5 Surprising Things About... Burnley

    A lot of my friends seem to have been tagged lately to share '5 surprising things' about themselves.  I'm grateful, but also a bit worried, that nobody's yet tagged me (at least, not that I've noticed... if you've tagged me and I missed it, sorry!  I'm really not ignoring you on purpose!).  I'm not sure what I'd say, because I don't think there's a lot surprising about me.  I'm pretty much 'what you see is what you get'.  So instead of sharing 5 surprising things about me, I thought I'd share 5 things that surprised me this weekend.  And I was VERY surprised this weekend. 
     Being a southerner by birth but a northerner by choice, I thought I'd got used to the fact that the North isn't the grim industrial wasteland that southerners tend to imagine.  I live within easy reach of the Peak District and the Yorkshire Moors, not to mention my favourite seaside resort, sunny Scarborough.  So why did I expect Burnley to be the grubby, grimy mill-town of southerners' nightmares?  Maybe it has something to do with the centuries-old rivalry between Yorkshire and Lancashire?  At any rate, I was so surprised by my visit there, I thought I'd put fingers to keyboard to let you know some of the amazing things we discovered about Burnley this weekend.
1. Thompson Park
Nestled surprisingly in the middle of a residential area, just around the corner from the Premier Inn where we stayed, this has to be one of the largest, and loveliest, town-centre parks I've seen in a good while.  The boating lake and paddling pool were both obviously popular, as was the charming little 'Boat House' cafe.  The miniature railway was sweet too, and amusingly well-equipped with both 'steam' and 'diesel' locos! 
2. The Canal
From the park, it's easy to join the towpath walk and follow the Leeds and Liverpool canal for a lovely peaceful waterside walk.  The highlight of our walk was spotting a kingfisher flitting through the trees - not something you see every day, in fact it's the first time I've been certain I've seen one.  Sadly, I didn't get a photo of the kingfisher as it moved too fast, but I did manage to capture part of the canalside walk.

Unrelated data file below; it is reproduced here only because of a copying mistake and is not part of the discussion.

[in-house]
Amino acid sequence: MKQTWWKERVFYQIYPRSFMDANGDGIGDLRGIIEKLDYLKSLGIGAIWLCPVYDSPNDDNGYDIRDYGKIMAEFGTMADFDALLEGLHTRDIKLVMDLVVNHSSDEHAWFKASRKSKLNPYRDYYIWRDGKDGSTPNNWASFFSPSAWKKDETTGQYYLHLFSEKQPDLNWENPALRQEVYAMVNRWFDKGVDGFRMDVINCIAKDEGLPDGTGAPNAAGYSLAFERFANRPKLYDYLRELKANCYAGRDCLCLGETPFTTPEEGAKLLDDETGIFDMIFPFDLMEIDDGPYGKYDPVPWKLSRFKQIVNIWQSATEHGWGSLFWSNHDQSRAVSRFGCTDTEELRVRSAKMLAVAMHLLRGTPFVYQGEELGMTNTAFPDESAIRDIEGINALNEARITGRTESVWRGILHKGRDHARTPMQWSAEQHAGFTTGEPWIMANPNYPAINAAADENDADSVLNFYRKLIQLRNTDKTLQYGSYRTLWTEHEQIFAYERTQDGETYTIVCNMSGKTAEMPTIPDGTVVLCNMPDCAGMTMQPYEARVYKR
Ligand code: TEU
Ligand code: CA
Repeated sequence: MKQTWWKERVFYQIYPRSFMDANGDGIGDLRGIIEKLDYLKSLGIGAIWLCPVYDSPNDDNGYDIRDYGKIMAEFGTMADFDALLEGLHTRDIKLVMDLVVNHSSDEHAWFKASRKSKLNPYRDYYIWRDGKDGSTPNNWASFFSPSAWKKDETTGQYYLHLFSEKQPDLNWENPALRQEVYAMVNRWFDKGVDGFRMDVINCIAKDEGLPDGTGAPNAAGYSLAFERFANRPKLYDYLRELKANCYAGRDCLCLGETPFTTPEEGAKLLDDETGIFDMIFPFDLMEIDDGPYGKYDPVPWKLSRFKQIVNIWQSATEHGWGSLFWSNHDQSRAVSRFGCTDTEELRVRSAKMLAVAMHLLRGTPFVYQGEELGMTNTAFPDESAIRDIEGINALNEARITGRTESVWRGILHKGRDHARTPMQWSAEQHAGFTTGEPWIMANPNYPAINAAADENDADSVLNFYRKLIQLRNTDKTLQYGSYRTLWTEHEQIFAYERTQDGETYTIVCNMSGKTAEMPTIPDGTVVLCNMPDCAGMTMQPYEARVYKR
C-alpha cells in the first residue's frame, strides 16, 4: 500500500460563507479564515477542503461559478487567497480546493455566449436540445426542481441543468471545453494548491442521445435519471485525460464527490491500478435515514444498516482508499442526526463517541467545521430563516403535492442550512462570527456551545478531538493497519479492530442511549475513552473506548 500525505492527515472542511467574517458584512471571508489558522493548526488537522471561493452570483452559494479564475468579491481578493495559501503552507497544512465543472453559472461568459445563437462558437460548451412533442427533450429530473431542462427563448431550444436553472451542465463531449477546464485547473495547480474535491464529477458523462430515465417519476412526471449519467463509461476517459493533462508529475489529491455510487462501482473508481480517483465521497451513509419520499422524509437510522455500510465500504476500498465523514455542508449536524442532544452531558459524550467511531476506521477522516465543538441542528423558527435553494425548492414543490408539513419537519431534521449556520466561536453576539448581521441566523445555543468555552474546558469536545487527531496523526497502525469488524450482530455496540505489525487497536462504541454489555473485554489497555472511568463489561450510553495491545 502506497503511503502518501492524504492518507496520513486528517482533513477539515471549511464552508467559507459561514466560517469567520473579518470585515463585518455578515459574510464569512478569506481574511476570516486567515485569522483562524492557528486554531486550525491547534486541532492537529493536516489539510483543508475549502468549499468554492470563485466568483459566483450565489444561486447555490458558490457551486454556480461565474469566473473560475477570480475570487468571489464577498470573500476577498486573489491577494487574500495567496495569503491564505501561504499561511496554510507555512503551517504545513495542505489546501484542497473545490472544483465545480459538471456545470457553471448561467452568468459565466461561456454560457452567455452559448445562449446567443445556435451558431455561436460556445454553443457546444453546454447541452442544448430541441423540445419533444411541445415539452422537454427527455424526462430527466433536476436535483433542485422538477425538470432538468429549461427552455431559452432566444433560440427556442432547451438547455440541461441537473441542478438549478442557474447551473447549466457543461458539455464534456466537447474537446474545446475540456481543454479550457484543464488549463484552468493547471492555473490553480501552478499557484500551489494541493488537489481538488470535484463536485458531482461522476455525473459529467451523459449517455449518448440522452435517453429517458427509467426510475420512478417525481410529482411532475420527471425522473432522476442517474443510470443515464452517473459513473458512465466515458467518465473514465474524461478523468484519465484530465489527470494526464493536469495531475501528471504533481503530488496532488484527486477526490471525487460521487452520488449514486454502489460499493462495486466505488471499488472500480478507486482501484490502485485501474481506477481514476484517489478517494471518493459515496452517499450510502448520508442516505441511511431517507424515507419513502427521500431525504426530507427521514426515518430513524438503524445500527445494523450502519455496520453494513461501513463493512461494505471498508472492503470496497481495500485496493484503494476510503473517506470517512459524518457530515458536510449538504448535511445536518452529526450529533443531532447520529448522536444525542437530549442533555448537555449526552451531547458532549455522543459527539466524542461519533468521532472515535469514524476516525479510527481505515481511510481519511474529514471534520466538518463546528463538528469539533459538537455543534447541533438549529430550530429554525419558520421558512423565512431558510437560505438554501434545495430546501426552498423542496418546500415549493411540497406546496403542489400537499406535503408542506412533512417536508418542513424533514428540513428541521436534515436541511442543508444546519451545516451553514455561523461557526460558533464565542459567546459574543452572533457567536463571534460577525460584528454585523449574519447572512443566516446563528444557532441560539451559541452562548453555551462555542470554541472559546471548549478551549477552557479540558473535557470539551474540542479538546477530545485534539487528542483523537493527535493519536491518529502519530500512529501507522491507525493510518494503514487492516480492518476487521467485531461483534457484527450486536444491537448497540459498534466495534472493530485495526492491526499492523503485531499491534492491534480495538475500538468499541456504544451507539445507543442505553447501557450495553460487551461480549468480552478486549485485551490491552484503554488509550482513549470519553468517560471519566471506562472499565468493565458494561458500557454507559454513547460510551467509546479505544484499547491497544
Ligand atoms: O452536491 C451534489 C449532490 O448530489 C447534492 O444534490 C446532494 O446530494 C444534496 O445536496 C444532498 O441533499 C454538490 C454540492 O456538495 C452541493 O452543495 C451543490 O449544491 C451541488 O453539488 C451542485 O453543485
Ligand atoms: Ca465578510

3. Fantastic Chinese Food
For some reason, I expected Burnley to follow Manchester and Bradford in being dominated with Indian type eateries, so I was surprised that when we googled restaurants in Burnley, we found a Chinese buffet restaurant high on the list.  The English on the website left a little to be desired (I'm still not sure what "the cook is a senior chef China chair hotel" is intended to convey), but I'm really glad I decided to ignore my inner pedant on this occasion, because the food was incredible - a great array of dishes, including some of the best duck and chicken dishes I've tried and all for a very reasonable price.  It's a pity the decor didn't quite match up to the quality of the food and helpfulness of the staff, but you can't have everything.

4. Incredible Talent
If you've read any of my books, you probably won't be surprised to know that it was a showbiz connection which drew me to Burnley.  Most of my fictional heroes are entertainers: Alex (Desperate Bid) is a singer and guitarist, Redmond and Lisa (Perfect Partners) are ballroom dancers, and Bryn (The Santa Next Door) is a classical conductor and composer.  So it's no surprise that I've been fascinated by the true story of Burnley entertainer Andrew Derbyshire, whose one-man show at Burnley Mechanics' Institute spanned the highlights of his career, from first treading the boards as part of a local theatre school, to the heights of the West End and Britain's Got Talent.  The surprise for me was the wealth of local talent he involved in his show, from his longstanding friend, the super-skilled singer and director Carl Mullaney, to the members of Basics theatre school and Energise dance troupe.  Not to mention the adorable little girl from the 'Sing it Kitty' advert, who just happens to be Andrew's niece... seriously, Burnley must have some kind of talent magnet going!
This odd-looking object is a sculpture created just outside Burnley as part of the panopticon projectIt's set high on a windswept hillside and made up of thick pipes, each of which hums with its own distinctive tone when caught by the wind.  Since it wasn't the windiest weekend, we had to get pretty close up before we caught the sound, but the eerie, beautiful noise was well worth the short (and very scenic) walk down from the car.  Like another favourite of mine, the Angel of the North, this is an inspired piece of artwork which is both beautiful in its own right and expressive of the uniqueness of the area it represents.    

I'm sure there are lots of other wonderful things we haven't had time to discover, but in our brief acquaintance with Burnley, these were definitely the highlights.  If you've found something else which we should see next time we visit, feel free to share in the comments below! 



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